Twitter Inc has reinstated a feature that promoted suicide prevention hotlines and other safety resources for users who viewed certain content, after coming under pressure from some users and consumer protection groups to remove it.
Reuters reported on Friday that the feature was removed a few days ago, citing two people familiar with the matter, who said the removal was ordered by the social media platform’s new owner, Elon Musk.
After the story was published, Ella Irwin, Twitter’s head of trust and safety, confirmed the removal and described it as temporary.
Twitter was “fixing relevancy, optimizing message size and fixing out-of-date signals,” Irwin said in an email to Reuters. “We know they are useful and it was not our intention to put them down permanently.”
About 15 hours after the initial report, Musk, who initially did not respond to requests for comment, tweeted “False, it’s still on.” In response to criticism by Twitter users, he also tweeted “Twitter doesn’t prevent suicide.”
The feature, known as #ThereIsHelp, places a banner at the top of search results for certain topics. It lists contacts for support organizations in several countries related to mental health, HIV, vaccines, child sexual abuse, COVID-19, gender-based violence, natural disasters, and freedom of expression.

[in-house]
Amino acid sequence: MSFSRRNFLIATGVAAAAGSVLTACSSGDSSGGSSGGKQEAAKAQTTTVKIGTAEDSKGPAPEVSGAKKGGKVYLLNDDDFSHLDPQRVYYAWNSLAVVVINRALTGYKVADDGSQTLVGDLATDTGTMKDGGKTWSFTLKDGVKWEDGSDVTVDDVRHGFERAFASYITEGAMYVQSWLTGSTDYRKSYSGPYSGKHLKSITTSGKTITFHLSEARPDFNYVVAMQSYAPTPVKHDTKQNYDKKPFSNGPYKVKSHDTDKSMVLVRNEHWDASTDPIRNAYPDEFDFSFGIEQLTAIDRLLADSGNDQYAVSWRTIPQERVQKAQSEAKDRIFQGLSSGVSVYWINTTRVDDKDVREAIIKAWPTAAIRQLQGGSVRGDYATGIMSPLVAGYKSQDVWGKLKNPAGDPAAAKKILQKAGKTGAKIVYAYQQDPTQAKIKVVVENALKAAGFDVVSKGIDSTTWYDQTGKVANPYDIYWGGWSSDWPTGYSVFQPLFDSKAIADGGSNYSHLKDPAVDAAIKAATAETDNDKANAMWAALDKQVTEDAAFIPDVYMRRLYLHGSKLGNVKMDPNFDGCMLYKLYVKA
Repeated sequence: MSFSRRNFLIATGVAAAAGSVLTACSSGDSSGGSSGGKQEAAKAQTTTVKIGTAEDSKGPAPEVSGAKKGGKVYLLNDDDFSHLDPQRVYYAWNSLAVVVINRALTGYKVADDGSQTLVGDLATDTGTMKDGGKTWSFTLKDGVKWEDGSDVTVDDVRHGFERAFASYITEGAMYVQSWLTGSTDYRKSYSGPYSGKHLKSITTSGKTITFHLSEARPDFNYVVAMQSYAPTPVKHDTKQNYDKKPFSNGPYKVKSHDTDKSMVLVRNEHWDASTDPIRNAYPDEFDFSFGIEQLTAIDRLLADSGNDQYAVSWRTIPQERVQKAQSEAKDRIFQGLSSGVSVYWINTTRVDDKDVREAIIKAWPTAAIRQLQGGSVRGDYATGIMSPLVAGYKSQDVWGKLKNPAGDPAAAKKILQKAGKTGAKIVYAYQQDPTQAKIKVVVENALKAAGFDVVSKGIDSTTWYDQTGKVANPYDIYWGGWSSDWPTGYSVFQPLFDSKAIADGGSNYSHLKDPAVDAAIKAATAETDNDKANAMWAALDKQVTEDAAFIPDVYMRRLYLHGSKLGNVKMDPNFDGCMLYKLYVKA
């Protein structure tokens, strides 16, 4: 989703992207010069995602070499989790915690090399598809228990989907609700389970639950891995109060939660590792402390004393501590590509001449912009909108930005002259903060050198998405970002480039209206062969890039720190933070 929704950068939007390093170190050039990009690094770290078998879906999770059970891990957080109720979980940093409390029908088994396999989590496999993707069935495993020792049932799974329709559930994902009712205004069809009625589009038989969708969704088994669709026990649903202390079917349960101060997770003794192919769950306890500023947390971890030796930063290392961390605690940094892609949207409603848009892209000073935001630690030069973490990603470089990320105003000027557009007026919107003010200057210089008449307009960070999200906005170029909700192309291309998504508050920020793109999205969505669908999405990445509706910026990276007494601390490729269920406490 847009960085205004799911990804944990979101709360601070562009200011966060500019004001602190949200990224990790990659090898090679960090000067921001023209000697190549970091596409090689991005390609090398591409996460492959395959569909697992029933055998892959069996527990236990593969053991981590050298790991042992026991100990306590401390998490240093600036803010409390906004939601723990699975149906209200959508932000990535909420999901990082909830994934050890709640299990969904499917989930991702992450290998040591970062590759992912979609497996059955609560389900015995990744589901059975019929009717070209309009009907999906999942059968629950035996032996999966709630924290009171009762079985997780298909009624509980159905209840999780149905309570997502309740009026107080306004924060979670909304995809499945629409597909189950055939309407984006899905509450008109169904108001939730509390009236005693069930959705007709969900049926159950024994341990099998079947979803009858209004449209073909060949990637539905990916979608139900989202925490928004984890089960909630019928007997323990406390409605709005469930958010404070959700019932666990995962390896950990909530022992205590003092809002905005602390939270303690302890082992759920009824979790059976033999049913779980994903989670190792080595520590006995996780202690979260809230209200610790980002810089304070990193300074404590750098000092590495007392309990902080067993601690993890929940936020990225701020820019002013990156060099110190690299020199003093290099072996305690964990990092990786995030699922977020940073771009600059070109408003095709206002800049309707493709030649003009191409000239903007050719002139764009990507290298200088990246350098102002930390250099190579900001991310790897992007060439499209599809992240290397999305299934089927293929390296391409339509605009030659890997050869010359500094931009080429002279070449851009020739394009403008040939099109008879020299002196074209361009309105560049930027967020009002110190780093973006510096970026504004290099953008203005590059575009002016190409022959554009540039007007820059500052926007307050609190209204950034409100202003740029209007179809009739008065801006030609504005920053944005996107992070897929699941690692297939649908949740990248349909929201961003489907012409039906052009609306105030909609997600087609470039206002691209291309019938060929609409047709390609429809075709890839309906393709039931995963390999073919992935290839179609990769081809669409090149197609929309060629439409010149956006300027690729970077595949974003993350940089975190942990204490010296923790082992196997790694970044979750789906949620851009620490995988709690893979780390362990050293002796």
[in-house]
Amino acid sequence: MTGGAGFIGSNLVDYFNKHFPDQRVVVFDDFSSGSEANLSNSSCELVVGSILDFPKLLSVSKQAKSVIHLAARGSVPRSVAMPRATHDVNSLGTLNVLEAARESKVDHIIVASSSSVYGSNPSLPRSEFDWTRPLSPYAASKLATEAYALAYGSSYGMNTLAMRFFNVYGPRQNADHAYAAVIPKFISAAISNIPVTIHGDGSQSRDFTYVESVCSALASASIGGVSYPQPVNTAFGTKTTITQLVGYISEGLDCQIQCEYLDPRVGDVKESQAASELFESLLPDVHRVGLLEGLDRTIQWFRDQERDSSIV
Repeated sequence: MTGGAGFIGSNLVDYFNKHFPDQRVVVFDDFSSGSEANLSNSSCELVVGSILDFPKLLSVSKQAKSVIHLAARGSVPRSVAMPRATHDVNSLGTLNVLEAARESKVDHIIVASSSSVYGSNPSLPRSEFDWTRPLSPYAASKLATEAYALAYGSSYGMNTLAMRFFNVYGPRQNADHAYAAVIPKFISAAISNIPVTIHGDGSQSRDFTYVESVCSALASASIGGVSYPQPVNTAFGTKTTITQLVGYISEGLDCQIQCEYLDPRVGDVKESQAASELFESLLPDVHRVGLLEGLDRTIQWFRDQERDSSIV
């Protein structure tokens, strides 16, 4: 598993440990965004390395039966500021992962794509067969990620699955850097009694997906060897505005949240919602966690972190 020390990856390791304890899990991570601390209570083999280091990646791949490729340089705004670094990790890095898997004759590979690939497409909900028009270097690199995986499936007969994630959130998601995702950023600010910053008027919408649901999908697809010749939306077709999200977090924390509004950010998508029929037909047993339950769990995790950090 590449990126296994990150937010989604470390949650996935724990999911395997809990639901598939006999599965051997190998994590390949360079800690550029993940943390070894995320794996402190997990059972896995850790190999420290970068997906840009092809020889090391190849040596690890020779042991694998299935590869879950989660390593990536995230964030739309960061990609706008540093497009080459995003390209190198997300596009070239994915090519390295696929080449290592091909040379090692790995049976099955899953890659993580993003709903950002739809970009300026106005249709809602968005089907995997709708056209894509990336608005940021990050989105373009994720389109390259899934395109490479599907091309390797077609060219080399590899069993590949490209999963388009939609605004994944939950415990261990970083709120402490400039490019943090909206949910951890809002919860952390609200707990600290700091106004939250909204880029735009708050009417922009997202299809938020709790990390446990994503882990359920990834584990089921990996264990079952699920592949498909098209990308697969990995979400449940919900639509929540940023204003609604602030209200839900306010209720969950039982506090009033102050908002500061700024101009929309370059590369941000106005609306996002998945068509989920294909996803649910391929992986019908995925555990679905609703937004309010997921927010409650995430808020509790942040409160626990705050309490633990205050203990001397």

As of Saturday, the banner returned to searches about suicide and domestic violence in several countries under terms such as “shtwt,” shorthand for “self-harm Twitter.”
It is not clear whether this facility was restored for other categories. The feature was not appearing for some search queries that Twitter previously said were relevant, such as “#HIV.”
Irwin did not immediately respond to a request for comment on Saturday.
Twitter prohibits users from encouraging self-harm, although consumer protection groups have criticized the company for allowing posts that they say violate the policy.
On Saturday, tweets showing graphic images of people chopping off their hands appeared under banners calling for self-harm searches.
The disappearance of #ThereIsHelp prompted some consumer protection groups and Twitter users to express concern about the well-being of vulnerable users of the platform.
Due to pressure from such groups, Internet services including Twitter, Alphabet’s Google and Meta’s Facebook have for years tried to direct users to resource providers known to have security issues.
In his email on Friday, Twitter’s Irwin said, “Google does really well with these in their search results and (we) are actually mirroring some of their approach with the changes we’re making.”
“Google provides highly relevant message prompts based on search terms, they are always up to date and optimally optimized for both mobile and web,” he added.
Erliani Abdul Rahman, who was on the recently disbanded Twitter content advisory group, said the disappearance of #ThereIsHelp was “extremely troubling” and that it was unusual to completely remove a feature in order to improve it.
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